In the second installment of our look at Prison Pro Wrestling’s Super Max Challenge Cup we’ll be taking a look at the team assembled to represent Prison Asteroid 56Q. And by “team” we of course mean “the guys who aren’t El Gangster II but have to be there because the rules stipulate there be four guys on the team.”

Wildman Harris
6′ 1″, 240 lbs
While it could be argued that Wildman Harris brings a wealth of experience to the Super Max Challenge, members of our PPW reporting staff were quick to point out that most of his experience involves being beaten by better wrestlers. Prison Asteroid 56Q has never been known as a prime talent producer within the PPW system, and Harris is a shining example of that. He’s going to have a tough time in the singles round, but will prove to be an adequate tag team partner for one of his more talented compatriots.

“Pretty Boy” Paul Meyers
6′ 2″, 217 lbs
Paul Meyers, the self-proclaimed “Pretty Boy,” has stepped up his game significantly in the last few months, much to the relief of Prison 56Q’s Warden, who gained the ability field three-quarters of a very solid Super Max team. Meyers hasn’t lost in nearly five months and provides 56Q with a skilled technician who can push the pace to wear out an opponent, which will be especially useful later in the tournament.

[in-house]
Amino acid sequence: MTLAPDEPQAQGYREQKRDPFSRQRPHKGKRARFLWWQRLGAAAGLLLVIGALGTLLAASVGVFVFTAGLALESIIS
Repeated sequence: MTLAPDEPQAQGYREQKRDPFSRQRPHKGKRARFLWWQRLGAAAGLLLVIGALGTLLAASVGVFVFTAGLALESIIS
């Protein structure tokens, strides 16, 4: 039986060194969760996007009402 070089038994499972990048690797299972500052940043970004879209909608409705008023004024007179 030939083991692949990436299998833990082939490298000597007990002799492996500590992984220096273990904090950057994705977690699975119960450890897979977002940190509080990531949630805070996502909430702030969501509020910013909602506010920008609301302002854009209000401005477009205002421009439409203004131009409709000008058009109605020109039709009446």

Dr. Fat
6′ 8″, 598 lbs
Despite his… let’s say unflattering… ring name, a match-up with Dr. Fat most likely means a world of hurt for some poor chump. Fat’s style isn’t complicated, and it’s not pretty, but it got him the second most points in the qualifying round of any Prison Asteroid 56Q grapplers. While that total paled in comparison to the mark set by El Gangster II, Dr. Fat is very likely the strongest man in this year’s Super Max Challenge and a valuable asset to his team.

El Gangster II
5′ 11″, 207 lbs
The fact that El Gangster II is even related to the original El Gangster is enough to make him the best guy on this team. The fact that he was trained by his older brother makes him one of the top three guys in the entire tournament. Unfortunately for EG II, he’s going to be relied upon heavily to put up points if 56Q is going to upset it’s competition. Despite being a near-guaranteed two points in the singles round, he’s going to be hard-pressed to go through entire tag teams by himself.

One thing worth pointing out about Team 56Q that doesn’t fit into the wrestler-by-wrestler model that our editor foisted upon us (I’ll foist you with a brick, Writey McFiredNow – Ed.) is that none of the team members are regular tag team competitors. With every round beyond the first being contested in tag team matches, this could prove to be a serious disadvantage, especially if a match-up with Los Gordinflones Negros arises.